While we are living in this earth, we also go through different stages of maturing in our understanding of the concept of object permanence. Except, it's not an object that we are relating to, it's Hashem. And as we grow and change, we begin to realize that just because we cannot see Hashem, that doesn't mean He isn't there. To the contrary, Hashem is always here, but we don't always see or feel Him by our side.

As we go through different challenges in our lives, we may fluctuate between feeling this idea on both ends of the spectrum.

Some days, we may feel so connected and so close-we feel Hashem right at our side, even though things may be hard for us. We feel Hashem making the little things easier for us, small things go right and it makes us feel like we can deal with the bigger things. This gives us the strength we need to carry on, to continue going.

Then there will be days when we feel so distant, so alone. Things get hard, almost too hard. It can be a combination of many little things or one big test that makes us feel so lost. When small stresses pile up on top of big things we are dealing with, those little things become so much bigger and so much harder. This is when it's easy to feel like Hashem has left us.

But a Jew must remember that no matter what they are going through, no matter what is going on in their life, Hashem is always there.

You may not see Him. There may be times when you are in too much pain to feel Him by your side.

But always remember that He is there. At all times.

Sunday, March 10, 2013

While You Clean

This is something that makes me feel like I love having a part in our special nation.

I'm walking down my block and I see someone vacuuming their car for Pesach. Coming from the loudspeakers is a doesn't even matter what.

Mi K'amcha Yisroel! What a Kiddush Hashem. To see someone exercising their spiritual muscles while exerting their physical muscles and cleaning for Pesach.

I just love that idea-of using the time while cleaning for some mental stimulation and spiritual growth. 

What do you do while you clean for Pesach?

Tuesday, March 5, 2013

Dear Precious Neshama

Dear Precious Neshama,

So many people are mourning your loss. People who didn't know your family, and who surely didn't get to know you in the short time you spent here on this earth.

But your story is touching so many.

You are proof, once again, of how much we humans cannot understand.

Your short life is one big our little minds.

One big question mark.

One big question.

A question that cannot be answered.


Why so much pain?

Why were you put into this world for such a short amount of time...only to return to shamayim without doing, without accomplishing?

There is no one to sit shiva for you. No one to mourn your loss.

So instead, all of us are mourning.

All of us are crying.

All of us are in pain.

But you, you have accomplished whatever you were put here to do. You didn't need as much time as the rest of us. You had to take a measured amount of breaths in this world...and then you were ready to ascend to the next world.

You are so pure, shining little soul.

You are so completely clean, precious neshama.

You are so holy.

You were encased in holiness in those few months that your mother carried you, spending all your time learning with a malach...all you would have to know.

What did you learn in there, little neshama?

What did the malach teach you?

What did you need to learn if you were going to be taken so soon after your body entered this world?

So many questions.

I certainly don't have answers.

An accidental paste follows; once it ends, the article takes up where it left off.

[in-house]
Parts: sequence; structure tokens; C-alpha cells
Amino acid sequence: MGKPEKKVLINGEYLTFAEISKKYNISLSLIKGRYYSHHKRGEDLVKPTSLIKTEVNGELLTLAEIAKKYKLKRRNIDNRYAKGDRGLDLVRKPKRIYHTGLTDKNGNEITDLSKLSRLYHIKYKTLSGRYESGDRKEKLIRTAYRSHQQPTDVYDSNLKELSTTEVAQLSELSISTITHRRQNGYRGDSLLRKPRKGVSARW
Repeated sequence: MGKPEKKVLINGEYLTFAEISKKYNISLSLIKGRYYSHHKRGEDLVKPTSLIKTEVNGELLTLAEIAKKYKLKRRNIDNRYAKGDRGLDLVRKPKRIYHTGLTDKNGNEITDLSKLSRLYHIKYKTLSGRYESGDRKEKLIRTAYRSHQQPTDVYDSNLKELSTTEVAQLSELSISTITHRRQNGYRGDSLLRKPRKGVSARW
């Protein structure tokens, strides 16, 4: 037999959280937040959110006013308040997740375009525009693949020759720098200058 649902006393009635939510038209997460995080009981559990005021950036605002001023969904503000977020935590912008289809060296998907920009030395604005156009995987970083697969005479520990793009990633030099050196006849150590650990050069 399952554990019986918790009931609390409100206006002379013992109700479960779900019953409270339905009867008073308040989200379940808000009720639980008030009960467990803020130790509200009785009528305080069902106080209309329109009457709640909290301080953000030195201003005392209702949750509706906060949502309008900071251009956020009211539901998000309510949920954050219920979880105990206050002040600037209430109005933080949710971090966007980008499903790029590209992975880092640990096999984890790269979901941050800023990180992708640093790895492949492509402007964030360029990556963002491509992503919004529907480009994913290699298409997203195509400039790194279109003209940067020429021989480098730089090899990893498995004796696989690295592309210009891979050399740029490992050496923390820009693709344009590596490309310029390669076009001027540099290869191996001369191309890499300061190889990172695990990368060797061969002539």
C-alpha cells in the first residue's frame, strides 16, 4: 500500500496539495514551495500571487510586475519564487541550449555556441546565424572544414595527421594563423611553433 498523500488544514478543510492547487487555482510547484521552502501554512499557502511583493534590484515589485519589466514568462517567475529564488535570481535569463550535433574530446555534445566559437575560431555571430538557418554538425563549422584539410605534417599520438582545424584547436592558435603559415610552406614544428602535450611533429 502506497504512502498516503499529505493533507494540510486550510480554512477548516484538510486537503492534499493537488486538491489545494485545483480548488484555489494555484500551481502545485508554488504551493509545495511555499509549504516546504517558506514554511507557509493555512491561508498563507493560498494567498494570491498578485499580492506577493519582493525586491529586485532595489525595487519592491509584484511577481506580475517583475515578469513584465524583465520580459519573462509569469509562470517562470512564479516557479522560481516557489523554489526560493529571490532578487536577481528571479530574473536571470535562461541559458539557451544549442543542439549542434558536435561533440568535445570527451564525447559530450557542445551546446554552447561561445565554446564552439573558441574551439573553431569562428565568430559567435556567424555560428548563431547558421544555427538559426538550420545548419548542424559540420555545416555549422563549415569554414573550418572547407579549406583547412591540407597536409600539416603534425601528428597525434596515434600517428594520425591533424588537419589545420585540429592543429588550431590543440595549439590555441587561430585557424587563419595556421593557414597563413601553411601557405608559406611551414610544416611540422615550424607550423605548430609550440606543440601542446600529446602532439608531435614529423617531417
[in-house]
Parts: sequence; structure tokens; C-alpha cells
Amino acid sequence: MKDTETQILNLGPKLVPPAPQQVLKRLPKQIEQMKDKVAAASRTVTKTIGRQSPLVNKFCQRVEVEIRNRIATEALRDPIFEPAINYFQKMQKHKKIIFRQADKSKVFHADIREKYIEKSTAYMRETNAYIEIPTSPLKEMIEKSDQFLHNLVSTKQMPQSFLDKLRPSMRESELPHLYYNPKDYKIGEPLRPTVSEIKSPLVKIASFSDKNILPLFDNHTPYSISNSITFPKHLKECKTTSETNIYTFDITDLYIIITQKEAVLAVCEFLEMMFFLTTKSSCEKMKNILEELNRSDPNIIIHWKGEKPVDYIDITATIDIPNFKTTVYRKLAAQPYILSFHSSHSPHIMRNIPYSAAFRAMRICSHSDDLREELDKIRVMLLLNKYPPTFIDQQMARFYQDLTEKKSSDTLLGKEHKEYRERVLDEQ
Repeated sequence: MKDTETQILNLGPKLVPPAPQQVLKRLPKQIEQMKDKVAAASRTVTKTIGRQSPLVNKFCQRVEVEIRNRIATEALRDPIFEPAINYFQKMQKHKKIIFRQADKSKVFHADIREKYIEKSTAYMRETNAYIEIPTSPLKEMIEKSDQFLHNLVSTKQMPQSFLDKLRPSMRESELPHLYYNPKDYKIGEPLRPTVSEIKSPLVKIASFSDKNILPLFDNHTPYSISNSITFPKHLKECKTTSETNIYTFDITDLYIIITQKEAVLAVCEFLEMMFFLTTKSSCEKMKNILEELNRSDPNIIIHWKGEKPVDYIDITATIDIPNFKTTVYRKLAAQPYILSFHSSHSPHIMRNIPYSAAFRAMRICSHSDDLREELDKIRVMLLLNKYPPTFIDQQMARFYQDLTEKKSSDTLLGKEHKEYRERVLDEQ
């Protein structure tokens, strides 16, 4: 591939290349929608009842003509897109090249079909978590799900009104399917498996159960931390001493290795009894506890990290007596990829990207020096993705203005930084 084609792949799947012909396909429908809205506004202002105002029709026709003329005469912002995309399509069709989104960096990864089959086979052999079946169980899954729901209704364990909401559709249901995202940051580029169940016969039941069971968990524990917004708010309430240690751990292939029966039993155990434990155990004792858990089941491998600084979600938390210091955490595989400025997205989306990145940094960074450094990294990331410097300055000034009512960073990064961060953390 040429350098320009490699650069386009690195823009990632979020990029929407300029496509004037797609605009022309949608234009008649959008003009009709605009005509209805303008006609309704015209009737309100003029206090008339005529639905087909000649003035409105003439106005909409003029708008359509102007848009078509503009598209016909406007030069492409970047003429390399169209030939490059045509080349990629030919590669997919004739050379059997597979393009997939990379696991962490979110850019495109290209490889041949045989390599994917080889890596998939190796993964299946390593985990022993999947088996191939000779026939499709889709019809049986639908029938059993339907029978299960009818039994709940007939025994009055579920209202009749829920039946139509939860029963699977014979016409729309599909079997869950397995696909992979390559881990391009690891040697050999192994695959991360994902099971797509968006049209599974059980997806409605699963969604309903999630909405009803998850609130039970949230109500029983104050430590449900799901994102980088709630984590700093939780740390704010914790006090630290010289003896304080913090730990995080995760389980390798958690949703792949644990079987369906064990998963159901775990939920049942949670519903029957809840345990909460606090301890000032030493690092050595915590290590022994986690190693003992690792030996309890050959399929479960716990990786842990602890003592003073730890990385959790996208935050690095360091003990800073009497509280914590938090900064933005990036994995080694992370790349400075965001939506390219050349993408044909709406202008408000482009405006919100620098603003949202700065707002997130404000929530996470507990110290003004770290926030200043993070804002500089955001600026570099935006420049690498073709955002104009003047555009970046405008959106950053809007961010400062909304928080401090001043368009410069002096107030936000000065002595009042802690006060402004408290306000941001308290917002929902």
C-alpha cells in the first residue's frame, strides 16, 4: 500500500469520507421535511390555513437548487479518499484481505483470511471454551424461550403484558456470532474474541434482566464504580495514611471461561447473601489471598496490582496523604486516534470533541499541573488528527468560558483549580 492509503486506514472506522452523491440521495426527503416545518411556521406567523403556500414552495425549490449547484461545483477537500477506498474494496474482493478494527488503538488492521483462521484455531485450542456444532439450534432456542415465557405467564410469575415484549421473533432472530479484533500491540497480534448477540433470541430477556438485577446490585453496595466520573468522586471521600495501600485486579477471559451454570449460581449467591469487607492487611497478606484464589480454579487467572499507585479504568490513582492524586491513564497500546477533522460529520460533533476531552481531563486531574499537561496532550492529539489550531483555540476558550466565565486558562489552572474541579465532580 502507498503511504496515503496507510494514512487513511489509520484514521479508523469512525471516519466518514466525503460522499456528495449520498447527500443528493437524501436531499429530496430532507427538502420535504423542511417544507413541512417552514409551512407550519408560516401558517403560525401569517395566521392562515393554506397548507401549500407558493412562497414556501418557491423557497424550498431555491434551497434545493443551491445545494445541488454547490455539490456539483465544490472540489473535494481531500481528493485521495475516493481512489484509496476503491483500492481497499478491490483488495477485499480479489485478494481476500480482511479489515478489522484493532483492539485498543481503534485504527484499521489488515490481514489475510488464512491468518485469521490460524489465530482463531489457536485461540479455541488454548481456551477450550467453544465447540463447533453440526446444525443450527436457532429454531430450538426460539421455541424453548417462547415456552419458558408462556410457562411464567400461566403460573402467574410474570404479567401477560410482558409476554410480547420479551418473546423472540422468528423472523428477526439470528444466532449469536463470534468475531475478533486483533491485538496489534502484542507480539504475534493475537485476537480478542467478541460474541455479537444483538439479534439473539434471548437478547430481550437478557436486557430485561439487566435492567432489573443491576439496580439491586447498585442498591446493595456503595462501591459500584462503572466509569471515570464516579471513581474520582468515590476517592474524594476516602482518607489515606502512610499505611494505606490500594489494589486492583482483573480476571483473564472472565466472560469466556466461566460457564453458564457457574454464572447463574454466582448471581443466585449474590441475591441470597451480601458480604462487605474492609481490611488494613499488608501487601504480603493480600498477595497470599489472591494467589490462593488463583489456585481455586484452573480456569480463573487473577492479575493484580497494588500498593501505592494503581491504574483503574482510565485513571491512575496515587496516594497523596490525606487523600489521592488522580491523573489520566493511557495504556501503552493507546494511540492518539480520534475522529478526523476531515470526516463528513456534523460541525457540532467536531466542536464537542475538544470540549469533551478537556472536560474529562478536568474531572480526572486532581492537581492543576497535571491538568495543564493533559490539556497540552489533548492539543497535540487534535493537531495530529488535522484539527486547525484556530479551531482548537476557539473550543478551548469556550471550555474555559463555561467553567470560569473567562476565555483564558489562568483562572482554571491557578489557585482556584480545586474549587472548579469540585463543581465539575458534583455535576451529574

Little neshama, now you are in a lofty place. You are together with your parents, together with your mother, together with your father...and together with our tatte in himmel, the only Father each of us can call our own.

You are so close to kedusha. You are in a place of clarity.

You understand everything we wish we can understand.

Precious, shining neshama, can you please have a little conversation with your Father, with my Father, with Our Father?

Can you please ask Him to put an end to our pain? An end to our suffering?

Can you please ask Him to replace our tears of sorrow, of anguish and of despair...with tears of joy, of happiness and of hope?

We've been hoping for so long. We've been waiting for too long.

Don't you think it's time?

Precious neshama, I know you can hear me. Please...I wish I can hear your answer.

Monday, March 4, 2013

Dear Precious Newborn

Dear Precious Newborn,

I heard what happened and my heart is breaking for you.

You came into this world without parents-they were killed while you survived. The day of your birth, your birthday, will always be the yartzheit of your parents, of the parents you will never be lucky enough to know.

You will never feel the warmth of a mothers kiss on your cheek. You will never be able to run into your mother's loving arms when you fall and hurt yourself.

You will never be able to be comforted with the simple, innocent cry of "Mommy"...because there will be no one to answer that call.

And you will never have a father to do homework with you, to share special moments with, to sing songs to you or to tell you funny stories.

I don't know your parents. I never did.

And...neither will you.

I heard their story, I heard your story, and connected to your pain.

You will be raised by others. Others who will love you and take care of you...and treasure you.

If there is one thing I can tell you, precious little newborn, one message that I can give over to you, it would be this.

So many of our great people grew up without parents and they became great despite...or because of, their circumstances. They struggled, they fought and they achieved.

Hashem is on your side. Hashem will be with you, little neshama. Hashem put you in this world at the precise moment that He desired...and He chose to take your parents away from you at the very same moment.

We don't understand why.

We can't understand why.

But we do know...that there is a reason.

There is a plan.

And you are a part in it.

Just like your birth was so clearly a miracle, Hashem's hand in your life, your parents death was also a manifestation of Hashem's hand in your life.

Hashem gives...

Hashem gave you life.

Hashem takes...

Hashem took your parents' life.

Yehi sheim Hashem mevorach.

May you be able to see Hashem's hand in your life...always.

May you be able to feel Hashem by your side when you call out "Tatty"...because He is your only Father. The only Father you have.